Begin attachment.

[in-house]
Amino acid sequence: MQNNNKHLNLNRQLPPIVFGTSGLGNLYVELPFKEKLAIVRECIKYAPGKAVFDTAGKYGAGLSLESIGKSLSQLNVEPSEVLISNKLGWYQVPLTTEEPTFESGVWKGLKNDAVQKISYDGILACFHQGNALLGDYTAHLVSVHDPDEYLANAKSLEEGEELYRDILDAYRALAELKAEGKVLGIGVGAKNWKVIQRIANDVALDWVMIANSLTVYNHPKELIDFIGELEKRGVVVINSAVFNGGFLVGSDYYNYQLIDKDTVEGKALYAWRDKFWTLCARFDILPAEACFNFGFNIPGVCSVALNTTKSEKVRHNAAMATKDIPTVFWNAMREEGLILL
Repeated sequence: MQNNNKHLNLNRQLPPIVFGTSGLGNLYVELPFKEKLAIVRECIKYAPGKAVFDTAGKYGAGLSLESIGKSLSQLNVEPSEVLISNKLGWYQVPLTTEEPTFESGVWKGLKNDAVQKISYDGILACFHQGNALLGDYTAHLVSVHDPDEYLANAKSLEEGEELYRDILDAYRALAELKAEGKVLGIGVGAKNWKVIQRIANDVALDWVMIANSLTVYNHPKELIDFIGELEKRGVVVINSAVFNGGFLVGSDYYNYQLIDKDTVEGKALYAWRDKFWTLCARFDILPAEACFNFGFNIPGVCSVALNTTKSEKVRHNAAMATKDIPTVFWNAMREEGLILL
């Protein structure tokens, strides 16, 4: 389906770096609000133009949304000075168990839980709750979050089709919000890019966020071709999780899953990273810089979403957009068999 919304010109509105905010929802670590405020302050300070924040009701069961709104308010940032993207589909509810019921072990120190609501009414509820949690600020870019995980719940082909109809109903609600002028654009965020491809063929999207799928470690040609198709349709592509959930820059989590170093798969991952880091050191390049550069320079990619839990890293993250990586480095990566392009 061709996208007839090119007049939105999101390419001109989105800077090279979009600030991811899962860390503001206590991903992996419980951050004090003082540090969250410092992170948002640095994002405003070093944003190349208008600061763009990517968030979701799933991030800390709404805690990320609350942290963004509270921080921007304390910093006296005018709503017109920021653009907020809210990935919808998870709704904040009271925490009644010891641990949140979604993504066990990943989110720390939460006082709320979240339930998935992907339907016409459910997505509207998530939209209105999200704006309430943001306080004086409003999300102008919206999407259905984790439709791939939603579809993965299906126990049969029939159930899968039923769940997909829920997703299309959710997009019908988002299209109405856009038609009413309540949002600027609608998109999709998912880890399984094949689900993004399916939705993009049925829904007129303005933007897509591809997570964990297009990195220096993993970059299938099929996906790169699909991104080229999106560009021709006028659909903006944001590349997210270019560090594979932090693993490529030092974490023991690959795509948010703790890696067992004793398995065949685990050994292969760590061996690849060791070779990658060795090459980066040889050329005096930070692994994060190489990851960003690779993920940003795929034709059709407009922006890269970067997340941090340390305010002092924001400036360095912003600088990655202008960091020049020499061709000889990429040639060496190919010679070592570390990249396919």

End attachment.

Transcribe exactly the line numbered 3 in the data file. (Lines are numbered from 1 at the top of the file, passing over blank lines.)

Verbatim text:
Repeated sequence: MQNNNKHLNLNRQLPPIVFGTSGLGNLYVELPFKEKLAIVRECIKYAPGKAVFDTAGKYGAGLSLESIGKSLSQLNVEPSEVLISNKLGWYQVPLTTEEPTFESGVWKGLKNDAVQKISYDGILACFHQGNALLGDYTAHLVSVHDPDEYLANAKSLEEGEELYRDILDAYRALAELKAEGKVLGIGVGAKNWKVIQRIANDVALDWVMIANSLTVYNHPKELIDFIGELEKRGVVVINSAVFNGGFLVGSDYYNYQLIDKDTVEGKALYAWRDKFWTLCARFDILPAEACFNFGFNIPGVCSVALNTTKSEKVRHNAAMATKDIPTVFWNAMREEGLILL